Covid Scotland: Who will be to blame if we lose this war? - Readers' Letters

Imagine… it is 1939, war is declared, conscription is introduced, restrictions brought in, civil liberties reduced, families separated, night time curfews, blackouts, rationing, bombing. People die but defence is working, the Battle of Britain is won.

People queue to receive their booster vaccination at Leith Medical Centre
People queue to receive their booster vaccination at Leith Medical Centre

Two years later, MPs revolt, there are protests about civil liberties and the effect on the economy, people increasingly switch on the lights at night, sneak in an extra ration card, decide air-raid shelters are for wimps, when asked to fight say their freedoms are being infringed, assert the right to choice, talk about conspiracy – is there really a war or has it been invented, gas masks make you infertile – night clubs are a human right, we are all guinea pigs in a vast deception.

Meanwhile, the war falters, more battles are lost. More are injured, more die, medical facilities are overwhelmed. Dunkirk is just the beginning of withdrawal, desertion, defeat, our forces overwhelmed.

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Remind you of another time, another place?

Trevor Rigg, Edinburgh

Vaccination vital

With unvaccinated people said to be 14 times more likely to die on average according to news coverage, it can only be right that those who have made a choice not to get the vaccine have to suffer the consequences in terms of limiting their freedoms before those of us who have done the right thing.

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This goes against my usual views in terms of freedom of choice. However, these are times where we need to get people putting wider society first. Not being vaccinated where you able to is a selfish act that puts you and others at risk and may see other people unable to get access to healthcare when they badly need it.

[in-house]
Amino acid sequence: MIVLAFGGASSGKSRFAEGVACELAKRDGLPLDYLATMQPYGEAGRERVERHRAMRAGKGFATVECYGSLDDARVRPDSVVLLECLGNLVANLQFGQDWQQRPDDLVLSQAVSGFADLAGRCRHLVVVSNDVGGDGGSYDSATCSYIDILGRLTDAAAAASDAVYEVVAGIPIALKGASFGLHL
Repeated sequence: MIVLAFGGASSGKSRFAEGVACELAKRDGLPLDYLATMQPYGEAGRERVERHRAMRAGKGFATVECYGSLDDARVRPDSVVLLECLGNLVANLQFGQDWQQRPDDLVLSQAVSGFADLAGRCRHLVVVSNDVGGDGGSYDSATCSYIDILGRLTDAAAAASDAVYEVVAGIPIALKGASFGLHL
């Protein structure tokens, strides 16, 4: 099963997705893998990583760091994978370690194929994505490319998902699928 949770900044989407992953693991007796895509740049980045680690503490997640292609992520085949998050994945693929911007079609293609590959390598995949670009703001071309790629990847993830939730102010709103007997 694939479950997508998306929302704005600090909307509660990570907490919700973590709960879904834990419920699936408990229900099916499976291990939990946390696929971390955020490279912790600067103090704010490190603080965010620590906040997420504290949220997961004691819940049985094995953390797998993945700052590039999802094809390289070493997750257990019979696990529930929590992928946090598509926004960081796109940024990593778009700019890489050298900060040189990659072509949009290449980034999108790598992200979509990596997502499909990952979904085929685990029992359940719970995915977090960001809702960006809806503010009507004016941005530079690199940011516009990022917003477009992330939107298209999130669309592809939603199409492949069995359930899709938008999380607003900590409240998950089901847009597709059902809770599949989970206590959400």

Enough of the softly softly approach. It's time to call this out and take action first on those choosing not to get the vaccine when they can.

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J Lewis, Edinburgh

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The party’s over

We are told that Sue Grey, who is charged with looking into the breaching Covid rules at Number 10, is a formidable civil servant of impeccable integrity.

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Would it shorten her investigation, thus freeing her for more important work, if she were asked to list the days in which the Prime Minister’s aides did not break Covid rules?

Dr Francis Roberts, Edinburgh

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Tory funding spin

Jane Lax (Letters, 20 December) obviously didn’t notice that Tory MSP Stephen Kerr deleted his false information that the Scottish Government is spending £350 million on independence. Angus Robertson’s department will receive £350m towards, culture and events, the National Records of Scotland, Historic Environment Scotland, external affairs and some Covid-19 funding.

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Also, it is the UK government that is increasing National Insurance by ten per cent next year while Scotland was the only part of the UK to offer 100 per cent relief last year to the retail and hospitality sectors. This was done without any consequential funding as the UK Chancellor removed rates relief for those businesses.

Before Daniel Johnson makes outrageous claims that Nicola Sturgeon is keen to find a new grievance on Covid funding (Evening News, 20 December), he should speak to the Labour First Minister of Wales and the Unionist leaders of Northern Ireland who make exactly the same points about Tory spin over so-called extra funding that needs to be repaid.

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Until Scotland has the borrowing powers of a normal country, our government can’t properly protect health and fully compensate businesses for their losses when required.

Mary Watson, Edinburgh

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